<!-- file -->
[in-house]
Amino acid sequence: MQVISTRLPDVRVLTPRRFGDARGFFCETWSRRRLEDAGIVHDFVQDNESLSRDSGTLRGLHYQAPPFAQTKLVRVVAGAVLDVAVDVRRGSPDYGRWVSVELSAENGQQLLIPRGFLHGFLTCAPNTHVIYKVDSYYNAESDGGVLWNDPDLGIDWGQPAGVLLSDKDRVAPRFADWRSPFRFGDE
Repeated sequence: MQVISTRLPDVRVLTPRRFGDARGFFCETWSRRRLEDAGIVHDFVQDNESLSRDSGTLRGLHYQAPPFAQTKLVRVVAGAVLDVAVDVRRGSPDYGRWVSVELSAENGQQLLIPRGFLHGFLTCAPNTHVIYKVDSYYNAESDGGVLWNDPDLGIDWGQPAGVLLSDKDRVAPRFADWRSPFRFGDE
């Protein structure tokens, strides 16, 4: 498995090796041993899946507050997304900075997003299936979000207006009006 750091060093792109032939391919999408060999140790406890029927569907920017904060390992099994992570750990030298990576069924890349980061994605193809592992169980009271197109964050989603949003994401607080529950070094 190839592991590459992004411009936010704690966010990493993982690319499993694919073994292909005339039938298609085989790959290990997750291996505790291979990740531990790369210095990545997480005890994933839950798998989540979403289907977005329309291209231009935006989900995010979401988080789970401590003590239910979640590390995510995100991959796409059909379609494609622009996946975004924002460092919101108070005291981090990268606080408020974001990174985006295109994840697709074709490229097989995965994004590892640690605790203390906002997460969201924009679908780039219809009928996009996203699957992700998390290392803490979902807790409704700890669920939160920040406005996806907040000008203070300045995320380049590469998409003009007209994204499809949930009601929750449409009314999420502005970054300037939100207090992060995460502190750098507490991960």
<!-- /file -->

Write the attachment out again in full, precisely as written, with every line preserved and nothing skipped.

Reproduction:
[in-house]
Amino acid sequence: MQVISTRLPDVRVLTPRRFGDARGFFCETWSRRRLEDAGIVHDFVQDNESLSRDSGTLRGLHYQAPPFAQTKLVRVVAGAVLDVAVDVRRGSPDYGRWVSVELSAENGQQLLIPRGFLHGFLTCAPNTHVIYKVDSYYNAESDGGVLWNDPDLGIDWGQPAGVLLSDKDRVAPRFADWRSPFRFGDE
Repeated sequence: MQVISTRLPDVRVLTPRRFGDARGFFCETWSRRRLEDAGIVHDFVQDNESLSRDSGTLRGLHYQAPPFAQTKLVRVVAGAVLDVAVDVRRGSPDYGRWVSVELSAENGQQLLIPRGFLHGFLTCAPNTHVIYKVDSYYNAESDGGVLWNDPDLGIDWGQPAGVLLSDKDRVAPRFADWRSPFRFGDE
């Protein structure tokens, strides 16, 4: 498995090796041993899946507050997304900075997003299936979000207006009006 750091060093792109032939391919999408060999140790406890029927569907920017904060390992099994992570750990030298990576069924890349980061994605193809592992169980009271197109964050989603949003994401607080529950070094 190839592991590459992004411009936010704690966010990493993982690319499993694919073994292909005339039938298609085989790959290990997750291996505790291979990740531990790369210095990545997480005890994933839950798998989540979403289907977005329309291209231009935006989900995010979401988080789970401590003590239910979640590390995510995100991959796409059909379609494609622009996946975004924002460092919101108070005291981090990268606080408020974001990174985006295109994840697709074709490229097989995965994004590892640690605790203390906002997460969201924009679908780039219809009928996009996203699957992700998390290392803490979902807790409704700890669920939160920040406005996806907040000008203070300045995320380049590469998409003009007209994204499809949930009601929750449409009314999420502005970054300037939100207090992060995460502190750098507490991960």